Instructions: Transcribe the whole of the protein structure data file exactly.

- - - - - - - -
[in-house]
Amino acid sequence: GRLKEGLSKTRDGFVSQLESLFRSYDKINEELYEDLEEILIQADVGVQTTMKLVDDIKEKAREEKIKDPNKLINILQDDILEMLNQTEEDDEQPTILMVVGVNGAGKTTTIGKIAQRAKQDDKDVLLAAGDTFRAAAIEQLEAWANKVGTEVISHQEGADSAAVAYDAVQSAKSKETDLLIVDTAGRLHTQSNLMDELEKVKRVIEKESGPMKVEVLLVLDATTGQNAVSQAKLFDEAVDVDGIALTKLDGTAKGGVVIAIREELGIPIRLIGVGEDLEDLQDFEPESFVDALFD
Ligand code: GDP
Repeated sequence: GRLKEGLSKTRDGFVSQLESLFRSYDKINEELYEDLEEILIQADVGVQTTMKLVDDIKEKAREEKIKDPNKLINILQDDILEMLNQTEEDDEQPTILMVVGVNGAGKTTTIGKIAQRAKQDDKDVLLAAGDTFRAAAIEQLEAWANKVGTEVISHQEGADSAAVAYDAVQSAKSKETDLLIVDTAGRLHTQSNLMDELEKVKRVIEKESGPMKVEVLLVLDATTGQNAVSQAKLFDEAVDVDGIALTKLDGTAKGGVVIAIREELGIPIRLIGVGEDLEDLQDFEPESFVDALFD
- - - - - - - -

[in-house]
Amino acid sequence: GRLKEGLSKTRDGFVSQLESLFRSYDKINEELYEDLEEILIQADVGVQTTMKLVDDIKEKAREEKIKDPNKLINILQDDILEMLNQTEEDDEQPTILMVVGVNGAGKTTTIGKIAQRAKQDDKDVLLAAGDTFRAAAIEQLEAWANKVGTEVISHQEGADSAAVAYDAVQSAKSKETDLLIVDTAGRLHTQSNLMDELEKVKRVIEKESGPMKVEVLLVLDATTGQNAVSQAKLFDEAVDVDGIALTKLDGTAKGGVVIAIREELGIPIRLIGVGEDLEDLQDFEPESFVDALFD
Ligand code: GDP
Repeated sequence: GRLKEGLSKTRDGFVSQLESLFRSYDKINEELYEDLEEILIQADVGVQTTMKLVDDIKEKAREEKIKDPNKLINILQDDILEMLNQTEEDDEQPTILMVVGVNGAGKTTTIGKIAQRAKQDDKDVLLAAGDTFRAAAIEQLEAWANKVGTEVISHQEGADSAAVAYDAVQSAKSKETDLLIVDTAGRLHTQSNLMDELEKVKRVIEKESGPMKVEVLLVLDATTGQNAVSQAKLFDEAVDVDGIALTKLDGTAKGGVVIAIREELGIPIRLIGVGEDLEDLQDFEPESFVDALFD